Admittedly, not everyone warms up to opera. My friend Julie complains, “All that screaming.”
For me, opera is a direct route to grand emotions. Music intensifies the giddy heights of love, the despair of betrayal, the satisfaction in skewering an opponent, the relief of escaping – an unwanted marriage, military conscription, the devil, lecherous old (or young) men, execution, anything. My own life is lived in small increments, and that’s a good thing. I avoid real-life drama. But I love it in opera.
Aria Code is a great entrée into opera for newbies, as it deconstructs, or decodes, an aria, explaining how Mozart or Verdi is still relevant to today’s world. This is my goal with Dr. Bookworm, too. I want to show why a certain book speaks to me, and hopefully, to others.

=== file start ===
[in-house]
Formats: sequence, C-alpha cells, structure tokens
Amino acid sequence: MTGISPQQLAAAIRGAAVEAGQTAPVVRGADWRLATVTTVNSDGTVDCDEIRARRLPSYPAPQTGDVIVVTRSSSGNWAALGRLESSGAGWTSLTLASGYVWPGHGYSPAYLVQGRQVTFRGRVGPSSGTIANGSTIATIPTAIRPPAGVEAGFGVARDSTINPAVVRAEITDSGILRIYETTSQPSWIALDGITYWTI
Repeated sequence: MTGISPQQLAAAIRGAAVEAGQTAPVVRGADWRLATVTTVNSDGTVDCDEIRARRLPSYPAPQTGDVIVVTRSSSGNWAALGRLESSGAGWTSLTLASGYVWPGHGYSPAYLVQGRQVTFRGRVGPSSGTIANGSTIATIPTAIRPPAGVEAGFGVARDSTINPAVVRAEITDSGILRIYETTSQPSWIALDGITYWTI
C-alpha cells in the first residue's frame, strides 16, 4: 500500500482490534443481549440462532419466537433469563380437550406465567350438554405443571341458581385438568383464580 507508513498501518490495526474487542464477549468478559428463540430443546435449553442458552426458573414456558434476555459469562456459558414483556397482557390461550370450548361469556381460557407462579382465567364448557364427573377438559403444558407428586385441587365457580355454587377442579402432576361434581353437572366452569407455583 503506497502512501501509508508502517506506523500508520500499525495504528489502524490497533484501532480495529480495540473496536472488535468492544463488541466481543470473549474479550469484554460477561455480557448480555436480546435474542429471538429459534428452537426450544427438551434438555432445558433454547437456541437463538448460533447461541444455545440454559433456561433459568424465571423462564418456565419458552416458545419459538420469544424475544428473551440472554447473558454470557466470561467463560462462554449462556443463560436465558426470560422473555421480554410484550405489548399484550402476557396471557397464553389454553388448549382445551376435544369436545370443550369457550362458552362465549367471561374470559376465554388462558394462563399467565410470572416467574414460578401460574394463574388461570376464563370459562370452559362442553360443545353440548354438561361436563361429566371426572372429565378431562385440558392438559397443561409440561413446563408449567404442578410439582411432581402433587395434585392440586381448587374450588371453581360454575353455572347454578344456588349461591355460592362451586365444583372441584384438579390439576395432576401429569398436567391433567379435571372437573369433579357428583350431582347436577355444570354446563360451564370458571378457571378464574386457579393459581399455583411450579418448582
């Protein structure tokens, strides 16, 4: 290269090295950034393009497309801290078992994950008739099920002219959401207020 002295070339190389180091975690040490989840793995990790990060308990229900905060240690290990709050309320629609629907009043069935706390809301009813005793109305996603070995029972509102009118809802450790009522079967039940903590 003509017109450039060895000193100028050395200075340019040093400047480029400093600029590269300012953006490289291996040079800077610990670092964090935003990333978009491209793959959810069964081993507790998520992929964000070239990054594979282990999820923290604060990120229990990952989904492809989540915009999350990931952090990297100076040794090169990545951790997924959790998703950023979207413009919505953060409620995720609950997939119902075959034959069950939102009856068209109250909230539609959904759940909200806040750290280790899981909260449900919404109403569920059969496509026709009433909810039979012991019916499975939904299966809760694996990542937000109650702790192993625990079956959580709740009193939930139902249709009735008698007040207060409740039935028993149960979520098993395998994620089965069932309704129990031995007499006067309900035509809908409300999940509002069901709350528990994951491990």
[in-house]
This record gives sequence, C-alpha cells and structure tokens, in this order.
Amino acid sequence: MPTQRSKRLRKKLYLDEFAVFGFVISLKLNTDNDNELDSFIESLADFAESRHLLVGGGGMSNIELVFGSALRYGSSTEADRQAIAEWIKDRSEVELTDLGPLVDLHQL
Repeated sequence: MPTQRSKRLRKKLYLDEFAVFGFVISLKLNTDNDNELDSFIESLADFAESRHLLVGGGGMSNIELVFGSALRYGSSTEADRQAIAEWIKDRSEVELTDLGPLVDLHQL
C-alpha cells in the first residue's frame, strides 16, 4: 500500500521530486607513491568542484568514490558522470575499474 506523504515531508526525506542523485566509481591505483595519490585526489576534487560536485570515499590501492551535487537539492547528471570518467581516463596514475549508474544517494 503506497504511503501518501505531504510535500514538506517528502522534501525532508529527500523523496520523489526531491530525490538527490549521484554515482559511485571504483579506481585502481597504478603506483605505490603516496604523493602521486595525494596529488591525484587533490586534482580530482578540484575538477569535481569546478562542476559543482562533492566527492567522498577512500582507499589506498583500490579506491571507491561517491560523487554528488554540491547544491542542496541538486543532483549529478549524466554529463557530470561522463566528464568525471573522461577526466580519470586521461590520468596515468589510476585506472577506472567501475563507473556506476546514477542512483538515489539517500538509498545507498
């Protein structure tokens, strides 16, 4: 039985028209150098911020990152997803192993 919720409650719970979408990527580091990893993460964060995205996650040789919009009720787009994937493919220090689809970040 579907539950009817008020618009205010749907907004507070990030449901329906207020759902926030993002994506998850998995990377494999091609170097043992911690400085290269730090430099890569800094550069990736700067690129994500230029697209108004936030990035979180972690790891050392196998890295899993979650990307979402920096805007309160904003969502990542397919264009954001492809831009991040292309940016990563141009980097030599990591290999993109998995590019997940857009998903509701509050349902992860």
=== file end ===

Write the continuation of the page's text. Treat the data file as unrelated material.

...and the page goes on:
Aria Code is also wonderful for those of us who are familiar with opera. The shows expand the social and psychological horizons, through the lyrics and, most of all, through the music. Let me show you what I mean.
Mozart’s The Marriage of Figaro has been a fan favorite since its debut in 1786. Its convoluted plot involves Figaro and Susanna, servants to Count Almaviva. They have to overcome numerous obstacles to their planned marriage. The main one is that Count Almaviva is set on seducing or, if that fails, raping Susanna. As an 18th century lord, he is entitled. His aria “Hai già vinta la causa” (“you’ve won the case already”) is a giant temper tantrum when he realizes that his “inferiors” are thwarting him.